Throughout the autumn we in PING Helsinki have been talking about two things: trust and the reliability of messages. And we haven’t been the only ones buzzing about these topics, which was visible in the Own Media –seminar organized by ProCom, the Finnish Association of Communication. One of the speakers in the event, Mikko Villi, who is the professor of journalism in the University of Jyväskylä, also discussed about these topics during his speech. He based his presentation on Digital News Report 2018, which is a study published by Reuters Institute focusing on the use of digital media and the attitude of people towards them.
Trust and contacts between people were also topics in the speech given by futurist Perttu Pölönen in the seminar called Rytmihäiriö 3 by a communications agency Ellun Kanat. He also talked about the human revolution which is going on as we speak.
But what does the development of digital media look like?
Even though people use media very differently than before, people still think that it’s uncool not to follow the news. Reasons for not following can be numerous: lack of time or interest, and getting fed up with all the negativity in news. Evening news at ten o’clock is no longer an institution that gathers up the whole family in front of the television – and on the other hand, we don’t consume media anymore only because it’s there.
At the same time the role of the person consuming media is getting more and more complex:
people are products, producers, distributors, members or supporters of a media. The audience is becoming more and more aware and they are actively present in all the channels.
Messages are going both directions and that changes the role of communication in a crucial way
Traditional media is still distant from the audience. With new ways of communication the old myth of journalists sitting in their ivory towers is getting really old: messages go from both ends to another, which changes the role of communication drastically.
Media companies aren’t just content producers anymore but people demand services from them: an opportunity to participate and get your own voice heard.
Media is what the customer wants it to be and needs it for.
Media has to be meaningful and it has to have passion
The consumers want to make the brand theirs and have a meaningful impact on its development – such is the case with the Finnish teen magazine Demi, which gives an opportunity for its readers to participate in creating the magazine – from new ideas to actual layout.
Consumers want to see and feel passion: in both the way the content creators work and in their own attitude towards the media they’re using.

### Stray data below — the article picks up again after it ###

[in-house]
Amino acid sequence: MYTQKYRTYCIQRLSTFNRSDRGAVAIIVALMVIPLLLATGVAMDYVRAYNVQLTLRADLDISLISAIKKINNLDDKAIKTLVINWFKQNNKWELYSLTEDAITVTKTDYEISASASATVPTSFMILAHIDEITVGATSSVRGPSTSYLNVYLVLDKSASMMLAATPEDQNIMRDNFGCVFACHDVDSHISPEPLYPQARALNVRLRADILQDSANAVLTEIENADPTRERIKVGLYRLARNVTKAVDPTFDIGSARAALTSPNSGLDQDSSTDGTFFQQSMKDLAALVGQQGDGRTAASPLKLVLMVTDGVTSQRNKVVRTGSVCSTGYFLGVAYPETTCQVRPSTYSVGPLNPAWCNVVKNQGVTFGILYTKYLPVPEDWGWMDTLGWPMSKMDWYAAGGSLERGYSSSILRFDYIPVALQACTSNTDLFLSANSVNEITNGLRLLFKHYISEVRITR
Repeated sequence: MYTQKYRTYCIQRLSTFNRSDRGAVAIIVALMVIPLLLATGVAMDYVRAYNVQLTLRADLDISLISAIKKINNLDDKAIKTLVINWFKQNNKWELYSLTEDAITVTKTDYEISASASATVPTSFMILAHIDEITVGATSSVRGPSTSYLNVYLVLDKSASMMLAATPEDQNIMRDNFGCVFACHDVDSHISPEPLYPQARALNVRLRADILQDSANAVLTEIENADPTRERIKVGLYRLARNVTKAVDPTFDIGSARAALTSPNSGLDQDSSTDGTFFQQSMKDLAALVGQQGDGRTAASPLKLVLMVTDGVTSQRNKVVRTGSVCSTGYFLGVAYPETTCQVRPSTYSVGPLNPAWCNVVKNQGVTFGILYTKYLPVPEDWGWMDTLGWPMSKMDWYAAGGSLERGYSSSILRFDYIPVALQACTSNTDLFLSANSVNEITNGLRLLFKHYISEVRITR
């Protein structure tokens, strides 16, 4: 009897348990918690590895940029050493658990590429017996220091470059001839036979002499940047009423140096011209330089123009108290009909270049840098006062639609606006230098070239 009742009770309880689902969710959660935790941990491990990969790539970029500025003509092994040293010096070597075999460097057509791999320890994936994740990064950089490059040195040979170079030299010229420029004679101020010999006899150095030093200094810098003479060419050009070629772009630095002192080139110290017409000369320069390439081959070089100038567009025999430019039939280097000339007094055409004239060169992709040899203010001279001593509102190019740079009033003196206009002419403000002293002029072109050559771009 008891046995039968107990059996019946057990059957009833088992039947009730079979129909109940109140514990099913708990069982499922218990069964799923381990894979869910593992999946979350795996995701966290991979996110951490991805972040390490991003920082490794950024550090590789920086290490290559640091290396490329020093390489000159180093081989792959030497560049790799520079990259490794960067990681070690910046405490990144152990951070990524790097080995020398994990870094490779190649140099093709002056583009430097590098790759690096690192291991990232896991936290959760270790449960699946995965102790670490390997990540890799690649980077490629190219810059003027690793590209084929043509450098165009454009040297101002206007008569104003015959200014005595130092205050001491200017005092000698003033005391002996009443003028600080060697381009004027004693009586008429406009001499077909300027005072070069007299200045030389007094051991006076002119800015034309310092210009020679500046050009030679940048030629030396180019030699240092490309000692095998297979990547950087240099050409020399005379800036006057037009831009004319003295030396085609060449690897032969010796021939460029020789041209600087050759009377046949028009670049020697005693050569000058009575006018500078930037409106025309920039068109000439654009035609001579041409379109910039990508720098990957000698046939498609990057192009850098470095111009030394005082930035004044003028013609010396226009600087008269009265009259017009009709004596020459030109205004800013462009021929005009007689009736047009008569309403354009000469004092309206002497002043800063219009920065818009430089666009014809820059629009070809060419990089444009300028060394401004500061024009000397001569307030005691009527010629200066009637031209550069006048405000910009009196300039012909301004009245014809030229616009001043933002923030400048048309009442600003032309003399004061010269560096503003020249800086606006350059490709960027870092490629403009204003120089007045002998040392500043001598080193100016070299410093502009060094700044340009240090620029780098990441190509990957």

But what happens to objectivity and trustworthiness with the increasing amount of passion? Are they a match or rather excluding each other? The same kind of question have risen in the field of influencer marketing. The streangth of influencers is definitely their openness in telling the background info – readers know who is talking and what kind of like he/she is living. Now that these same questions have found their way to the field of traditional media it is interesting to see to which direction the discussion will be heading to.
Trust is the key
Villi also talked about a different perspective to trust. The amount of news reaching us is getting more and more numerous and that’s why the consumers want that the sender of the message knows their needs. This is why it is more likely that a consumer reads an article sent to him/her by his/her friend in WhatsApp than an article he/she stumbled upon somewhere in internet – the consumer trusts that his/her friend knows his/her taste and only recommends interesting things. This logic is also valid within influencer marketing: customers see the influencers as their friends and therefore have better judgement than the traditional, faceless media.
This is why the content producers of traditional media are facing a big challenge: you have to always focus on what will interest the customers.
New levels such as the use of sound are being brought to communication. Stories are used for creating different emotions and content is also begin labelled by which emotions it brings. New elements shouldn’t just be pointless tricks: any form of media should have a purpose if it wants to survive. On the other hand only a few of us can actually imagine, where the future of communications will take us.
Human revolution will also affect media
Perttu, who talked in the seminar of Ellun kanat, made us see the future possibilities of technological developement and suggested that we should be brave in being creative with our imagination.
Only a few of us are actually capable see what’s outside the box and that’s why it is hard to predict the future.
The best things of the 2030’s are the ones that our present selves see as bad or at least impossible, and that’s the way it has to be – if everyone thinks something is a good idea, that means that the idea is already outdated.
There’s one thing, though, that seems very likely: Perttu claims that we’re in the middle of a human revolution which is being built on trust and listening to others. We must focus on the things that don’t change – that is the one solid block to build on. And at least now it seems that humanity is not changing.
Picture: Eino Nurmisto